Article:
Other Benefits to Check Into: Part 5 of Financial Considerations When You Lose Your Spouse

Updated: Feb 3, 2020


Rabbit holes – you feel as if you, like Alice, are falling into them, tripping over them, being overwhelmed by metaphorical rabbit holes of to-do’s and to-don’t’s as you proceed through this difficult time.


You aren’t trying to be greedy or grasping here, but you want to make sure you receive all the money and benefits you are entitled to as a result of losing your spouse. Some of them are obvious and relatively easy to get going, but today we’ll look at some of the more obscure benefits you might not think of and briefly cover ways to get them. In our series on how to manage finances after the death of a spouse, we’re exploring tips from FINRA, a reliable financial source. Today, Tip 5: Other Benefits to Check Into.

Life Insurance

Term, universal, and whole life insurance pay a benefit after the death of the insured. If your spouse was insured, you will need to find the policy or at least the name of the insurance company and notify them of his death. The amount of time this can take and the number of calls or visits to the insurance agent can be surprisingly high. Insurance payments can be made monthly, quarterly, or yearly, and he may have randomly added in life insurance from different companies over the years, so you want to make sure you don’t miss any policies. Additionally, as discussed below, his place of employment, if he was a full-time, benefitted employee, will probably have covered him for $50,000 in life insurance and he may have been paying for more.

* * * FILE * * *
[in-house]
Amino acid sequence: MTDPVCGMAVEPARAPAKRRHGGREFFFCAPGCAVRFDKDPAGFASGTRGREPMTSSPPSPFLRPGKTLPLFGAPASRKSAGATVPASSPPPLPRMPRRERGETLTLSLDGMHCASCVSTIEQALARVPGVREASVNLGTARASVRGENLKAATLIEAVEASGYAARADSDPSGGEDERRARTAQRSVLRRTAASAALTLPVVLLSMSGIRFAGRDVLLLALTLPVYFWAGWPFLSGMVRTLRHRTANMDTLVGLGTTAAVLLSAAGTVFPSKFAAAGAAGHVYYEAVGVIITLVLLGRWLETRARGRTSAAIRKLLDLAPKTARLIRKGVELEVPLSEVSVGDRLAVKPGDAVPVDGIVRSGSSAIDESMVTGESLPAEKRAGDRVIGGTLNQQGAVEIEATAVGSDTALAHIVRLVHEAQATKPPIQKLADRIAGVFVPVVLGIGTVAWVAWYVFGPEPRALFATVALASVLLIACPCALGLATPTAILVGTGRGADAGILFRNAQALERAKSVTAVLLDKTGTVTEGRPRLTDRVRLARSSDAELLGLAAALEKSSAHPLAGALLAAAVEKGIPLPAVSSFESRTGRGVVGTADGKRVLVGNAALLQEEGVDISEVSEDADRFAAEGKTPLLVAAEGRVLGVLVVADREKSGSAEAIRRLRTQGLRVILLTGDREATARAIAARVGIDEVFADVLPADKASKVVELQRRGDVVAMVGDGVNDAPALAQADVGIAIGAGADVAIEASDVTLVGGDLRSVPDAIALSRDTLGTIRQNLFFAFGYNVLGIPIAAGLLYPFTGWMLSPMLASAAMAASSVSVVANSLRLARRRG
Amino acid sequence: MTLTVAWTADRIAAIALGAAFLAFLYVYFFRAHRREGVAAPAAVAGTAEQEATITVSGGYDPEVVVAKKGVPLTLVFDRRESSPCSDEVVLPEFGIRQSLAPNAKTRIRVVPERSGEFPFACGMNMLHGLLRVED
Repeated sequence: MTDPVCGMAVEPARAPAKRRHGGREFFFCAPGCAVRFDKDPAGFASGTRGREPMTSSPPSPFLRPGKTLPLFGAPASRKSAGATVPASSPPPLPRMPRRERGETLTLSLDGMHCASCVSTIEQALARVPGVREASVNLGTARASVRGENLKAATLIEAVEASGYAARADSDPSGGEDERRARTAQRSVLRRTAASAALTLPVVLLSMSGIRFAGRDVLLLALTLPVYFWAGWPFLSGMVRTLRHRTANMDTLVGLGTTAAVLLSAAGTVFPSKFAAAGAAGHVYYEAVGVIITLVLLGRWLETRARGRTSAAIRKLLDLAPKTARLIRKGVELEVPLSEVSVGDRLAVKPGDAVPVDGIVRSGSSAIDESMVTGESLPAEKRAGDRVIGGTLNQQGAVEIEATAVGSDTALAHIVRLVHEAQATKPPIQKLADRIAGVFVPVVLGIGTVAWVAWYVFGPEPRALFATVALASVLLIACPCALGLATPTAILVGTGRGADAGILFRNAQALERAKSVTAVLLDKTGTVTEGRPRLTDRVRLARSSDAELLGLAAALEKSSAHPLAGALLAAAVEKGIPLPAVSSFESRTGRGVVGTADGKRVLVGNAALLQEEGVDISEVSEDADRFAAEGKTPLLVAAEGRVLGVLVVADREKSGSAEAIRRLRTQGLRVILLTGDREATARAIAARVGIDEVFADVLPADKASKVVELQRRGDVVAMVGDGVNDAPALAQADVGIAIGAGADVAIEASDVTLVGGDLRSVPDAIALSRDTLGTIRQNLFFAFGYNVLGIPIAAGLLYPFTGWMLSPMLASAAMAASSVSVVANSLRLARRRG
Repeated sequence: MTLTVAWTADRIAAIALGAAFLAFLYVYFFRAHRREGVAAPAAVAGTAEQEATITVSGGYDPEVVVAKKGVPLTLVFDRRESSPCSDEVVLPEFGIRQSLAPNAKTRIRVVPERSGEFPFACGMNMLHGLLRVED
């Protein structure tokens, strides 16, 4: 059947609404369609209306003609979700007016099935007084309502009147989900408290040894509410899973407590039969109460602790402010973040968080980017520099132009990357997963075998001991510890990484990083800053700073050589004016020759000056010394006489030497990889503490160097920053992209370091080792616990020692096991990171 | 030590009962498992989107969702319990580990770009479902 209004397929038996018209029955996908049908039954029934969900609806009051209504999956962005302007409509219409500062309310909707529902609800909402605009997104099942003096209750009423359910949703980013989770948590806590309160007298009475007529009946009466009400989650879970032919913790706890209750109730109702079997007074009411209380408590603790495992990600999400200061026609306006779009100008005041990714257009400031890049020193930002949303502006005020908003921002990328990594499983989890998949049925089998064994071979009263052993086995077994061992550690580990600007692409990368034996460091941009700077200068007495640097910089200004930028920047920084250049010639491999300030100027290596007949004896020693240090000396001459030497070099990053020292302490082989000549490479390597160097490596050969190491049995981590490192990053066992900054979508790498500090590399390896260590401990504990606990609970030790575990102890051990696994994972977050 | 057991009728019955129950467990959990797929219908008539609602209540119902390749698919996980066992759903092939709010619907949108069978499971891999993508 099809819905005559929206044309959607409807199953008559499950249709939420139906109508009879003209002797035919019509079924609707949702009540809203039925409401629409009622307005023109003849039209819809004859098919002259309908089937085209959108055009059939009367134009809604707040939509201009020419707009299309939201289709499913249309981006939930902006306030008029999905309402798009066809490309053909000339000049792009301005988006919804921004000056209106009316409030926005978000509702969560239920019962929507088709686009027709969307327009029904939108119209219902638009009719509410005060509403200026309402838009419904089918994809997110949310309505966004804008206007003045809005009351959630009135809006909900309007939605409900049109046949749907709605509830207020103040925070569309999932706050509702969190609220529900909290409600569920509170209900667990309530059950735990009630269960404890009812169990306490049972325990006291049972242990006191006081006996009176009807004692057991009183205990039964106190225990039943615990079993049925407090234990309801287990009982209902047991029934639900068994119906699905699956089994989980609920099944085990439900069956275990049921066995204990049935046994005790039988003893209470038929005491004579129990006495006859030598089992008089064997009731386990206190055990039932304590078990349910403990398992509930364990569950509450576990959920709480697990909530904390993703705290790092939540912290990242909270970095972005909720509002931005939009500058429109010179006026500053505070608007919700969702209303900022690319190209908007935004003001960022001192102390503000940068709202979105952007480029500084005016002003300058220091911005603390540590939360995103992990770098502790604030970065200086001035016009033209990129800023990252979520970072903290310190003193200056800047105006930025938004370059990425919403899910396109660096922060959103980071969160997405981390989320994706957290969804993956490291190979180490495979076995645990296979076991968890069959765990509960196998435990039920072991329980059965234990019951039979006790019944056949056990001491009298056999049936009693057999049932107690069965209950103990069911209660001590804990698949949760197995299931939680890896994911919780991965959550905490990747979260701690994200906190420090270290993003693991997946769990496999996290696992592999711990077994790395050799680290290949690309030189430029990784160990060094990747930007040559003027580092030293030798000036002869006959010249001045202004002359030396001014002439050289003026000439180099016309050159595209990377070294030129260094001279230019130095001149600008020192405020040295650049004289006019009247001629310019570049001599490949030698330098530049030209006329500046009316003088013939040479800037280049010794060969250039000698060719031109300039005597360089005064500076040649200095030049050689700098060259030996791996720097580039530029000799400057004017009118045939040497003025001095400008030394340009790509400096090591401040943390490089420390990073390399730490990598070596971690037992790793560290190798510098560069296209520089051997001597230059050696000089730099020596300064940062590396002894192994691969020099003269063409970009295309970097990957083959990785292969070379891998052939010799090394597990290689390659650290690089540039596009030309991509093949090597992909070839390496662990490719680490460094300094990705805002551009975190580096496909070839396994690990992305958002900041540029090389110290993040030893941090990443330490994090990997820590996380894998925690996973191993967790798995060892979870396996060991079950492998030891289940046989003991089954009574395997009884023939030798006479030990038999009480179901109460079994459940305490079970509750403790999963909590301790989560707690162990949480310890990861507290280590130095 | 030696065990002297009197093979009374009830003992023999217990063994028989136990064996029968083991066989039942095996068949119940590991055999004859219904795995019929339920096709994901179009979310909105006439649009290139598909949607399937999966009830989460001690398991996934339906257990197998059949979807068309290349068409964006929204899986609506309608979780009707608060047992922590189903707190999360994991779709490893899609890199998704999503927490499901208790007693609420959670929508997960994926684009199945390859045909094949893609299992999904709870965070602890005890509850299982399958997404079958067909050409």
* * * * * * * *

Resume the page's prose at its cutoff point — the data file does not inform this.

At Work

Check with his employer (probably the HR person, office manager, or benefits admin department depending on how big the company is) and expect to make many calls to get things straightened out. It can be helpful to enlist the help of a friend or to pay a CFP® financial planner to make these calls with you. Besides the company life insurance listed above, there may be unpaid salary and bonuses, vacation or PTO pay, funds in a medical flexible spending account, accidental death insurance, or stock options that are due to you. We’ll discuss the 401(k) in the next article.